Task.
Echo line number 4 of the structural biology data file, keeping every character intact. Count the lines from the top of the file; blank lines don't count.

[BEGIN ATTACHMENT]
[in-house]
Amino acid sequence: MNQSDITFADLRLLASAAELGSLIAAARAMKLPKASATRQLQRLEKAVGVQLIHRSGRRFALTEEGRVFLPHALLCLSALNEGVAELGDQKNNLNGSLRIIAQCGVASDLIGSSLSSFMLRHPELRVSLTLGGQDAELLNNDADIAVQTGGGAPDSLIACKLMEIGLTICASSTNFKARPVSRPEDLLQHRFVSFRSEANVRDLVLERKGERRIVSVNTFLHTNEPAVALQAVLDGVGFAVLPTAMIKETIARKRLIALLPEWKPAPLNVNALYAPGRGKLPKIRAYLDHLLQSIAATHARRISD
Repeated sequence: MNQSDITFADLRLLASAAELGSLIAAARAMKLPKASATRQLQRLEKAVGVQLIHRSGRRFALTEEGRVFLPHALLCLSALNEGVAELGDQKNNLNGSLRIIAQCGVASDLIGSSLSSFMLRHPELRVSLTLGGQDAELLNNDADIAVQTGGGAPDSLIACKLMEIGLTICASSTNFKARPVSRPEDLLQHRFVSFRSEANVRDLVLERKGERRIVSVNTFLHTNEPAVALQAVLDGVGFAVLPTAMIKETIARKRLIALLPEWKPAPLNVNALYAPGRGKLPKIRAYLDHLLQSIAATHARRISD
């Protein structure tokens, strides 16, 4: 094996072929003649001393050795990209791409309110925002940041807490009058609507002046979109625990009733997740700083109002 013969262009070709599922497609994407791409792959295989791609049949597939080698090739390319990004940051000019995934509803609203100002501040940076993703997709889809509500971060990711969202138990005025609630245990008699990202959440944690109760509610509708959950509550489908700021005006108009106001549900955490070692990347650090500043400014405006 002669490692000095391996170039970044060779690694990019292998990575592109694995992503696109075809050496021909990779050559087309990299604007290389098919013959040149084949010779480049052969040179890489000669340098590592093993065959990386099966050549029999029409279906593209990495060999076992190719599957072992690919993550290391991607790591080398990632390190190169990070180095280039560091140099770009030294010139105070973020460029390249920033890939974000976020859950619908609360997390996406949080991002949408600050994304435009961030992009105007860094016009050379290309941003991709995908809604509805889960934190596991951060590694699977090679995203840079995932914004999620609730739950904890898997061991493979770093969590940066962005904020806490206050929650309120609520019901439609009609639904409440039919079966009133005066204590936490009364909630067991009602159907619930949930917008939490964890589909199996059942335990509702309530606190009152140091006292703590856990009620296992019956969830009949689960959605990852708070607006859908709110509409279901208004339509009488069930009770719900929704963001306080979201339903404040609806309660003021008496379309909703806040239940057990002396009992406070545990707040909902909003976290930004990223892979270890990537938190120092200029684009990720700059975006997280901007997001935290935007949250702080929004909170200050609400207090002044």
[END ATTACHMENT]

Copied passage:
């Protein structure tokens, strides 16, 4: 094996072929003649001393050795990209791409309110925002940041807490009058609507002046979109625990009733997740700083109002 013969262009070709599922497609994407791409792959295989791609049949597939080698090739390319990004940051000019995934509803609203100002501040940076993703997709889809509500971060990711969202138990005025609630245990008699990202959440944690109760509610509708959950509550489908700021005006108009106001549900955490070692990347650090500043400014405006 002669490692000095391996170039970044060779690694990019292998990575592109694995992503696109075809050496021909990779050559087309990299604007290389098919013959040149084949010779480049052969040179890489000669340098590592093993065959990386099966050549029999029409279906593209990495060999076992190719599957072992690919993550290391991607790591080398990632390190190169990070180095280039560091140099770009030294010139105070973020460029390249920033890939974000976020859950619908609360997390996406949080991002949408600050994304435009961030992009105007860094016009050379290309941003991709995908809604509805889960934190596991951060590694699977090679995203840079995932914004999620609730739950904890898997061991493979770093969590940066962005904020806490206050929650309120609520019901439609009609639904409440039919079966009133005066204590936490009364909630067991009602159907619930949930917008939490964890589909199996059942335990509702309530606190009152140091006292703590856990009620296992019956969830009949689960959605990852708070607006859908709110509409279901208004339509009488069930009770719900929704963001306080979201339903404040609806309660003021008496379309909703806040239940057990002396009992406070545990707040909902909003976290930004990223892979270890990537938190120092200029684009990720700059975006997280901007997001935290935007949250702080929004909170200050609400207090002044």